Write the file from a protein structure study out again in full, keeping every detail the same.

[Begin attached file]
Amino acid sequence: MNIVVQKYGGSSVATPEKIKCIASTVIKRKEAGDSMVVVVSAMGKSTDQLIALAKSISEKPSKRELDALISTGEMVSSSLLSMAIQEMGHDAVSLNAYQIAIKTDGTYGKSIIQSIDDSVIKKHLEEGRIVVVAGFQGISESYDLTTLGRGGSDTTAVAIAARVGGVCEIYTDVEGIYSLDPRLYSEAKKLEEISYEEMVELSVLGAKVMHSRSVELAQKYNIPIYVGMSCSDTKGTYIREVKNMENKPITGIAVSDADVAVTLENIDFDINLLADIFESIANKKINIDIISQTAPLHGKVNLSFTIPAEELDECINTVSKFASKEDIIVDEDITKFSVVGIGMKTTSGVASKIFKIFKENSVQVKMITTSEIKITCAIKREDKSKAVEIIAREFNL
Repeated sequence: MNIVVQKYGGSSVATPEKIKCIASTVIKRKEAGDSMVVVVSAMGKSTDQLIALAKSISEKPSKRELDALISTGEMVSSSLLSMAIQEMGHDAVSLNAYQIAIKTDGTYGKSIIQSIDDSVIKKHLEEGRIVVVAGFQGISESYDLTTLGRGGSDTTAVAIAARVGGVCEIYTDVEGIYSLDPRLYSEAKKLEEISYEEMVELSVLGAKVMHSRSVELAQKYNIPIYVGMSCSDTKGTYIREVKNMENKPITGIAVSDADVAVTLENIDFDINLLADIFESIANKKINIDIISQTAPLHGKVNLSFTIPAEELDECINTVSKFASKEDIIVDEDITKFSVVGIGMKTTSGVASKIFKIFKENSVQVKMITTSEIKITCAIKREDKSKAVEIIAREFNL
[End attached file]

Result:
Amino acid sequence: MNIVVQKYGGSSVATPEKIKCIASTVIKRKEAGDSMVVVVSAMGKSTDQLIALAKSISEKPSKRELDALISTGEMVSSSLLSMAIQEMGHDAVSLNAYQIAIKTDGTYGKSIIQSIDDSVIKKHLEEGRIVVVAGFQGISESYDLTTLGRGGSDTTAVAIAARVGGVCEIYTDVEGIYSLDPRLYSEAKKLEEISYEEMVELSVLGAKVMHSRSVELAQKYNIPIYVGMSCSDTKGTYIREVKNMENKPITGIAVSDADVAVTLENIDFDINLLADIFESIANKKINIDIISQTAPLHGKVNLSFTIPAEELDECINTVSKFASKEDIIVDEDITKFSVVGIGMKTTSGVASKIFKIFKENSVQVKMITTSEIKITCAIKREDKSKAVEIIAREFNL
Repeated sequence: MNIVVQKYGGSSVATPEKIKCIASTVIKRKEAGDSMVVVVSAMGKSTDQLIALAKSISEKPSKRELDALISTGEMVSSSLLSMAIQEMGHDAVSLNAYQIAIKTDGTYGKSIIQSIDDSVIKKHLEEGRIVVVAGFQGISESYDLTTLGRGGSDTTAVAIAARVGGVCEIYTDVEGIYSLDPRLYSEAKKLEEISYEEMVELSVLGAKVMHSRSVELAQKYNIPIYVGMSCSDTKGTYIREVKNMENKPITGIAVSDADVAVTLENIDFDINLLADIFESIANKKINIDIISQTAPLHGKVNLSFTIPAEELDECINTVSKFASKEDIIVDEDITKFSVVGIGMKTTSGVASKIFKIFKENSVQVKMITTSEIKITCAIKREDKSKAVEIIAREFNL